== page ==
I found the customers dryer vent clogged on the outside of their house, which caused the thermal cut-off, which is located on the heating element housing, to go bad.
I cleaned their outside exhaust vent, and cleaned their entire vent hose exhaust in the back of the dryer of all lint.
I unplugged the dryer, then disassembled the dryer and removed the drum to get better access to it, then I ohm tested the thermal cut-off and I got no continuity on my multimeter. I also ohm tested the heating element and the high-limit thermostat and both ohm tested good.
I replaced the thermal cut-off, reassembled the dryer, plugged it in, and it started heating normally again.
Here’s the thermal cut-off(also called a thermal fuse) for this model:
Western Arizona Forecast:
Mostly clear. Lows 58 to 68. Southwest wind 5 to 10 mph.
Partly sunny. Highs 93 to 98. South wind 5 to 10 mph.
I went out to this customers house because they said their dryer was not heating at all. When I got there I unplugged the dryer, then used my multimeter to test the 240 volt wall outlet that the dryer was plugged into, my multimeter said 240 volts across the two 120 volt hot legs.
With the dryer still unplugged I then disassembled their dryer and ohm tested the heating element, my multimeter did not register anything(meaning my digital multimeter numbers did not change) when I touched each meter probe to the heating element terminals, so it was bad. The normal ohms should be 50 ohms or less when the heating element is good.
Here’s the heating element for this model:
WP8544771 Heating Element
Western Arizona Weather:
Clear. Lows 48 to 58. Northwest wind 5 to 15 mph.
Sunny and warmer. Highs 84 to 89. Northeast wind around 5 mph in the morning becoming northwest 5 to 10 mph in the afternoon.
Whirlpool Dryer model number LER6620PQ0
Unplugged dryer, ohm tested heating element to heater housing to check for grounded element, heating element ohm tested good, and not to the heater housing ground either.
Found stuck contact in timer causing this problem, Installed new timer, worked great!
Here’s the OEM timer I replaced for this model:
Your dryer vent pipe should be made of aluminum. The white vinyl duct that was common several years ago no longer meets most building codes, because if your dryer ignites it, a fire may start in your home.
Check the entire length of the vent pipe for lint build-up at least once a year–or more often if the dryer gets a lot of use.
Note… Remove the lint from the duct–don’t just push it back into the dryer or let it clog any part of the vent.
You can tackle lint build-up in the duct with our Vent Brush for Cleaning 4″ Round Dryer Vent accessory. It’s available in 10 foot and 20 foot lengths.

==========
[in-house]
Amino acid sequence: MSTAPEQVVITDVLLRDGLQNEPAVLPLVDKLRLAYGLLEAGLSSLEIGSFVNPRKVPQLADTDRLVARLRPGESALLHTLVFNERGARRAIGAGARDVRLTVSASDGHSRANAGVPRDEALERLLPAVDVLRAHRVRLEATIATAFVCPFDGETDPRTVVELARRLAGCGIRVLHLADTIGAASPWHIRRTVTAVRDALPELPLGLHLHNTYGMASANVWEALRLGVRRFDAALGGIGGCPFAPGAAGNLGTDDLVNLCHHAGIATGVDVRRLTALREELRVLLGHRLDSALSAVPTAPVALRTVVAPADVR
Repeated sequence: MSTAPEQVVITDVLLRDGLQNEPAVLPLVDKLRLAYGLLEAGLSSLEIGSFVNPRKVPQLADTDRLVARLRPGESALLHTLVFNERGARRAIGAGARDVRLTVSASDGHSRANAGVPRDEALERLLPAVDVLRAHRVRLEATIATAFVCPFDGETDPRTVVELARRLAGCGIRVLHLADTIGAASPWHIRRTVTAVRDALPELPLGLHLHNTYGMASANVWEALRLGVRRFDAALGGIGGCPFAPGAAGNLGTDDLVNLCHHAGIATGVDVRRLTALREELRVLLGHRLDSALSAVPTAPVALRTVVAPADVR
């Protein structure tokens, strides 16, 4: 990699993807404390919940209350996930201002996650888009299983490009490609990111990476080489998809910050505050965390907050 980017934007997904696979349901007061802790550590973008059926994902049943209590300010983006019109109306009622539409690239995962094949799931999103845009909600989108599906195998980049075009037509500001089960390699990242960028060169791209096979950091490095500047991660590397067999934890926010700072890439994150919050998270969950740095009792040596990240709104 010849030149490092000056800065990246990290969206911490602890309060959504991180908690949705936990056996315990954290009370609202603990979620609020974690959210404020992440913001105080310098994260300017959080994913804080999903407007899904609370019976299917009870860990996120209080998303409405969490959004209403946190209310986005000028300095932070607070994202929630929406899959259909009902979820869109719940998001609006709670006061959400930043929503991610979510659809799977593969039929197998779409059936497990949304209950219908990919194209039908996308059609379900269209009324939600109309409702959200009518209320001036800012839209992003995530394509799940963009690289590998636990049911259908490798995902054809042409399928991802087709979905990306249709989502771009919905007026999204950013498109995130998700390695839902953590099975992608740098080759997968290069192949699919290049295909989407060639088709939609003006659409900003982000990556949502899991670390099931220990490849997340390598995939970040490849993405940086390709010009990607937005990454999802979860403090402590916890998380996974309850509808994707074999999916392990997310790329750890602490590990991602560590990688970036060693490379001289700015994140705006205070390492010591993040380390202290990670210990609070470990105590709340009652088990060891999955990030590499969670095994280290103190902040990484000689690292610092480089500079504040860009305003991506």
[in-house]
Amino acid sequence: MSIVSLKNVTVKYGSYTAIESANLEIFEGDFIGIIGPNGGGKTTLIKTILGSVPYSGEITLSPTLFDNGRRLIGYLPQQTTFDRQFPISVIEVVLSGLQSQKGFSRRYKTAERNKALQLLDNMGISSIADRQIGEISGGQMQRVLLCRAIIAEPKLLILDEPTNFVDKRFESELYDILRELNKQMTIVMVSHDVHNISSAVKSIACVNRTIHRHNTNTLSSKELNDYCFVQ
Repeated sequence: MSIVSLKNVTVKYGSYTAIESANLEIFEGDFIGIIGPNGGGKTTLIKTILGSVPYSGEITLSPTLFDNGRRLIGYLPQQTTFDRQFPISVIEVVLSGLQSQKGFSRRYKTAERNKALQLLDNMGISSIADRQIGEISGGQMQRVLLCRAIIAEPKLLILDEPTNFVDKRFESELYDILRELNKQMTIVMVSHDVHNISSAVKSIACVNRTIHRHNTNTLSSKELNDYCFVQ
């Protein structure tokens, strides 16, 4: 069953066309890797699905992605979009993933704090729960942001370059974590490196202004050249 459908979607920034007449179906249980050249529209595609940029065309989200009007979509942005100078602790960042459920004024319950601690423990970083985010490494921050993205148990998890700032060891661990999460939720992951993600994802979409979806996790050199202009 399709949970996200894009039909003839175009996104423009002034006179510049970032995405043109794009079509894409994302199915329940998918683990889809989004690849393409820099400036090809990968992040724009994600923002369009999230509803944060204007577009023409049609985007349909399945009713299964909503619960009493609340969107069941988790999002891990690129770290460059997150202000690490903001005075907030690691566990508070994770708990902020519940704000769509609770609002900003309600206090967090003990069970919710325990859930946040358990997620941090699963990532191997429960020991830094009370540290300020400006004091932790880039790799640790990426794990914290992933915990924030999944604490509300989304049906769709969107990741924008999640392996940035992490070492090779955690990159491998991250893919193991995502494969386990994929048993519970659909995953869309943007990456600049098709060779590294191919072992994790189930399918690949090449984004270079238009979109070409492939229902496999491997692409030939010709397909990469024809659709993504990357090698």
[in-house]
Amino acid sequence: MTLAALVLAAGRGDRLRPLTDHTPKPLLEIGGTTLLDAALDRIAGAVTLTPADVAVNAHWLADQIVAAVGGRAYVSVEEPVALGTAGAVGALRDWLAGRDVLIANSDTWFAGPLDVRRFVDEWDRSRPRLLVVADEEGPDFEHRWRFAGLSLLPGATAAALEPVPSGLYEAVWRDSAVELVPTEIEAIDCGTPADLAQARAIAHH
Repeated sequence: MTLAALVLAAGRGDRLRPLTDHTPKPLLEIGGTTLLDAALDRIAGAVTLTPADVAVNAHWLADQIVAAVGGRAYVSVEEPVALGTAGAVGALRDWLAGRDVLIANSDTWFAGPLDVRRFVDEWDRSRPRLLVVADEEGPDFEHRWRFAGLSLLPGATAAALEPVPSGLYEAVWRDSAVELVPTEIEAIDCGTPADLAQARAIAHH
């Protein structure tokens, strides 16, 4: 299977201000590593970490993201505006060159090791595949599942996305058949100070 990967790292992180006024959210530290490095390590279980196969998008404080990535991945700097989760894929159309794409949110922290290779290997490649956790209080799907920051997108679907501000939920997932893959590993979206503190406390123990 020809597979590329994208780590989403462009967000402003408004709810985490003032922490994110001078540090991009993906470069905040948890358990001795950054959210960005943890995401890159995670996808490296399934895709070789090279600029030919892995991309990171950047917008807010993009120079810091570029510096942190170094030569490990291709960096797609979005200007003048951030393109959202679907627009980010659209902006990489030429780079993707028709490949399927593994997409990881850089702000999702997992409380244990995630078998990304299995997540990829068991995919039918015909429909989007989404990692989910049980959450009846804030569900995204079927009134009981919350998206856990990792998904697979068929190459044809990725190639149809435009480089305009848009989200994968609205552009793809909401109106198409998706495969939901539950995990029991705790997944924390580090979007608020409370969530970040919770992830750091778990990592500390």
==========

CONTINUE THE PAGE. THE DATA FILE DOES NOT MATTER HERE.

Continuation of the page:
Interior of dryer cabinet
The lint produced by clothes tumbling in a dryer is normally trapped by the lint filter. However, some lint invariably escapes and accumulates on the inside of the dryer cabinet. At least once a year, check the inside of the cabinet, and clean it if necessary. Do this more frequently if the dryer is used heavily.
Check and clean the lint filter after every drying cycle. If the lint filter has any rips or tears, replace it. If the filter gets clogged by fabric softener residue or any other residue, you can easily clean it with a soft-bristle brush and a little detergent.
Area under lint filter
You can also clean the chute, duct, or area that the lint filter fits into. If necessary, use a vacuum cleaner to reach into the duct and clean out any lint.
Note… If the lint build-up is severe, it’s important to disassemble the dryer and clean out the lint more thoroughly. This is often a job for a qualified appliance repair technician, because there’s a risk of injuring yourself or damaging the machine.
Having a Multimeter is a must for appliance repair for testing voltage to appliances and appliance parts, continuity/ohms on thermal fuses, thermostats, thermistors, heating elements. The list goes on and on.
This multimeter even has a temperature probe which is good for testing refrigerator, dryer, and oven temperatures.
Volts AC 750 , Volts DC 1000, Amps AC 10, Resistance max. (Ohms) 2M, Continuity, Temperature -4 °F to 2498° F, Display (Counts) 2,000, Operating Temperature 32° F to 74° F (0°C to 23°C), Fuse Protection mA: 0.2A/ 250V, Power 9 V Battery (included), Size 5.5″L x 3″W x 1.5″. Temp probe included.
We seem to be having lots of members coming to our dryer forum and are having their dryer motor starting to fail, after about 8 years dryer motors can simply just wear out under normal use. The sign of a dryer motor going out is when you start the dryer it makes a grinding sound and runs a little while then just stops completely.
Here’s the most common dryer motor for the Sears Kenmore/Whirlpool models with the lint filter on top of the dryer:
Manufacturer part number 279827 is RepairClinic item number 2584